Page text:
July 2, 2004 -- CropChoice news -- John Mason, Financial Times, 06/30/04:
Large-scale commercial research into genetically modified
crops in the UK is to end after Syngenta, the Anglo-Swiss
biotechnology company, on Wednesday said it would close
its laboratories because of the poor business outlook
for the technology.
The company plans to move its research efforts from
Jealott's Hill in Berkshire to North Carolina, in the
US, where there is a more favorable business and regulatory
"This does not lessen our commitment to biotechnology
but we have to have people in places where they have
the most impact - and that is in North Carolina,"
the company said.
The Jealott's Hill research center will continue developing
agro-chemicals, receiving $15m of fresh investment.
But all biotech work will stop with the loss of 130
jobs, it said.
Syngenta's move, reported in the Times Higher Education
Supplement on Thursday dismayed plant scientists throughout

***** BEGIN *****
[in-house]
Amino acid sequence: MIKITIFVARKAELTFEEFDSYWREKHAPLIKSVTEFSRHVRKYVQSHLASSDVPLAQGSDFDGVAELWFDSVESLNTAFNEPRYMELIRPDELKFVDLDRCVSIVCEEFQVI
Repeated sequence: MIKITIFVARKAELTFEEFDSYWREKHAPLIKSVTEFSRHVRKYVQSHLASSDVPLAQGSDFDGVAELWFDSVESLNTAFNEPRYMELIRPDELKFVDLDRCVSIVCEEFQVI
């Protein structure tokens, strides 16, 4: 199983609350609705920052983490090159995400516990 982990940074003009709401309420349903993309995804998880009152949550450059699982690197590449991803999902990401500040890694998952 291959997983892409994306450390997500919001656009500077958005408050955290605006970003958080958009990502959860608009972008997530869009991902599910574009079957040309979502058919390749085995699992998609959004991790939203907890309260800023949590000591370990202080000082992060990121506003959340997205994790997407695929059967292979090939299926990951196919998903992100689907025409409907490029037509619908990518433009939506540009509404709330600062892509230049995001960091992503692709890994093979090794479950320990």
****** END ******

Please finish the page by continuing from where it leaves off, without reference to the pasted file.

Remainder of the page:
the UK who saw the decision as a blow to some academic
Syngenta was the last biotech company to retain a significant
GM research presence in the UK after decisions by Monsanto,
Dupont and Bayer Cropscience to withdraw. It has underpinned
much plant science research by universities.
Michael Wilson, a professor of plant biology at Warwick
University, told the THES: "Anyone who isn't about
to retire will leave the country. We are all feeling,
'what the hell is the point?'
Mike Gale, of the John Innes Center, the leading public
sector plant science center, was not surprised, saying
Syngenta had been winding down its UK commitment for
two years. "The state of applied plant science
is not as high as it has been, but in terms of fundamental
research we are still strong," he said.
Syngenta stopped short of blaming government policy
for its decision to pull out of the UK.
However, the Agriculture and Biotechnology Council,
the trade association it belongs to, said lack of government
support was a clear factor behind the decision.
Julian Little, a spokesman for the council, said: "The
whole industry understands Syngenta's decision. The
UK is a difficult place to work."
Margaret Beckett, the environment secretary, had made
encouraging statements saying GM crops would be considered
on a case-by-case basis. However, this had not been
backed by action, he said.
Environmentalists welcomed Syngenta's withdrawal. Pete
Riley of Friends of the Earth said: "This decision
shows the biotech industry misjudged the market in the
UK and Europe. Rather than retreat to the US, they should
rethink the products they offer sustainable agriculture."